I left the hut just after 12 and was now very clearly not on a Great Walk judging by the track standard. The track had some good bits but was dominated by washouts. The soil is very soft and gets washed away leaving deep grooves for the trail to walk in which given the amount of rain were a little muddy.  People tried to get above the track but this was still slippery.  I had one slip that could have been bad without my pole holding me up long enough to get a foot under me as I slid down a 1.5 m bank. Unfortunately my poles sacrifice was not without cost and it now had a slight bend in it.

The trail to Whakapapa

After that I made it the rest of the way incident free and by the time I reached Whakapapa at 1410 the rain had washed the mud away.

The Chateau looming out of the rain

Originally I was intending to camp a few km past the Whakapapa Village but given the heavy rain I decided to be a wuss and checked into the Backpacker at Skotel. The receptionist was lovely and told me to go and have a shower and get into dry clothes before worrying about the check in.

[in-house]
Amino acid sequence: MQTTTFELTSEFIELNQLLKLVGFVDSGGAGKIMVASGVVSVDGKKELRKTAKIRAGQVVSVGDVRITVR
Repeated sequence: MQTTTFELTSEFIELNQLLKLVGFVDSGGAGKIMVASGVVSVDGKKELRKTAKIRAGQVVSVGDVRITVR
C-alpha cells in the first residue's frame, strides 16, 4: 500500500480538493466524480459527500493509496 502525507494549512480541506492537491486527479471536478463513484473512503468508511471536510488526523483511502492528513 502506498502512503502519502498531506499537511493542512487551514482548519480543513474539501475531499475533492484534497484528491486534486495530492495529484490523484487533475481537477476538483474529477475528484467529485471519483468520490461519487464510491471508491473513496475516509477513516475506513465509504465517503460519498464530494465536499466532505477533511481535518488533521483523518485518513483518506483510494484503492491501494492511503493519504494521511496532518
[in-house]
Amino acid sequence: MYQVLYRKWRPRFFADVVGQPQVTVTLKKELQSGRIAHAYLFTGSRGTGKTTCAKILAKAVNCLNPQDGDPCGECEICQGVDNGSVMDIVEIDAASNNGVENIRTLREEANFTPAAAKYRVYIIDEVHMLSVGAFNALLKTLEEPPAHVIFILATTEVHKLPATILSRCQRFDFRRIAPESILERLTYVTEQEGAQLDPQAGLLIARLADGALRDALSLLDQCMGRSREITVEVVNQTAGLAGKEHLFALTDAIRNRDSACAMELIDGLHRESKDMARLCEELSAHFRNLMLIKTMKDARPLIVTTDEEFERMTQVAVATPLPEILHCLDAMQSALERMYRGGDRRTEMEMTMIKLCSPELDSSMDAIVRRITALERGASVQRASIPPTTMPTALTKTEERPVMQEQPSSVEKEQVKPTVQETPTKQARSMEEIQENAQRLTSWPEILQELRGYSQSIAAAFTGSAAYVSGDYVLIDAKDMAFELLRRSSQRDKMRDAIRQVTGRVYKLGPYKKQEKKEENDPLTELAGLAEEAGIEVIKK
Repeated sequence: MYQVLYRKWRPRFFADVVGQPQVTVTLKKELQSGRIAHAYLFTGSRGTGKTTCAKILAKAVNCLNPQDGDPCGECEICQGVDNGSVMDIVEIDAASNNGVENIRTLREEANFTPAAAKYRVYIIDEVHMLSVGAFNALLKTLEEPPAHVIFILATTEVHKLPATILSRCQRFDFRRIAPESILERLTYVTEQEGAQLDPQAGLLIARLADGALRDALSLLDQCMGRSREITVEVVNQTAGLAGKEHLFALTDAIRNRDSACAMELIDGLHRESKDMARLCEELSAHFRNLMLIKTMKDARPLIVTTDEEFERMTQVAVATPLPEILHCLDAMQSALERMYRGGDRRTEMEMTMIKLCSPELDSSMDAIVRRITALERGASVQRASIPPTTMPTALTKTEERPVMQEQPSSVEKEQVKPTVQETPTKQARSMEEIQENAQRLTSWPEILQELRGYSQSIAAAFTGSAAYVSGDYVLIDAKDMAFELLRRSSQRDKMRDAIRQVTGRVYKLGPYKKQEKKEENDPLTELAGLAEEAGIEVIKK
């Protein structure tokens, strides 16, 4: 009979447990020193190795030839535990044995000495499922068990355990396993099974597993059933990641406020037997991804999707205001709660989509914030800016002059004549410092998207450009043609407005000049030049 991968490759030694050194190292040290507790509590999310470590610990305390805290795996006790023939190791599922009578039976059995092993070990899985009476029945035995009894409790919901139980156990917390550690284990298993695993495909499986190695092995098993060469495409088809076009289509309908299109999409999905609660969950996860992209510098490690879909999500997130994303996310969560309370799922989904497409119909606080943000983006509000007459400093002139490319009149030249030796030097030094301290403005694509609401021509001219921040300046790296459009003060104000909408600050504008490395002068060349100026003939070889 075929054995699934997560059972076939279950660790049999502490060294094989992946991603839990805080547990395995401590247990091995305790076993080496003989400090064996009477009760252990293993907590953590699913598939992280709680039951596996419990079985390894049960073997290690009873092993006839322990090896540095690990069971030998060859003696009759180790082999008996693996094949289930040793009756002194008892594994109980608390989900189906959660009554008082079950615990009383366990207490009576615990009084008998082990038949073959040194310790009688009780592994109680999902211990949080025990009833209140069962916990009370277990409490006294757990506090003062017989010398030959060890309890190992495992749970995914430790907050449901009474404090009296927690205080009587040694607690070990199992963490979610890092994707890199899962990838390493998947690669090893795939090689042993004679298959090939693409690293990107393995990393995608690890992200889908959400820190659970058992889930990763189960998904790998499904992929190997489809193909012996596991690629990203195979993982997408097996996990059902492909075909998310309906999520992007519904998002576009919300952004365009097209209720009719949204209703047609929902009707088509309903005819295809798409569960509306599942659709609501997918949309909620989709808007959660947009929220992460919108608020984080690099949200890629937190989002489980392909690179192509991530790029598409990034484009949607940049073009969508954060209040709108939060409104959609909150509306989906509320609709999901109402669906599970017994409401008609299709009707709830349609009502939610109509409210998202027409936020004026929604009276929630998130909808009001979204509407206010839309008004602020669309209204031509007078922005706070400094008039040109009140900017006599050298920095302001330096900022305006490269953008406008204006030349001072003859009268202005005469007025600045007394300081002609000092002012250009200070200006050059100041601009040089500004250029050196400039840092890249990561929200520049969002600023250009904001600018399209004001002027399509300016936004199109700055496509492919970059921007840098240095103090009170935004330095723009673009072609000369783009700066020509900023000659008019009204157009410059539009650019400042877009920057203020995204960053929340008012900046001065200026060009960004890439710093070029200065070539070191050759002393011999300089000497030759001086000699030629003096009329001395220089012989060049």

Once I was warm and dry I finished check in and went back to my room to wash out my socks and hang everything up to dry.  There was a great heater and I discovered the towel rail was heated,  not what I expected in a Backpacker room.

I relaxed until dinner having decided as I was being a wuss I would go the whole way with a steak at the restaurant. Absolutely stuffed I went back to my warm room and tried not to think about heading back into the rain tomorrow.  The rain was continuous and varied between heavy and really heavy.  Nice to be listening to it from my cosy room and at least my stuff will dry tonight so I don't have to put on wet shoes and socks which is the absolute worst thing about tramping,  even though after 30 seconds they feel fine I still hate that first 30 seconds.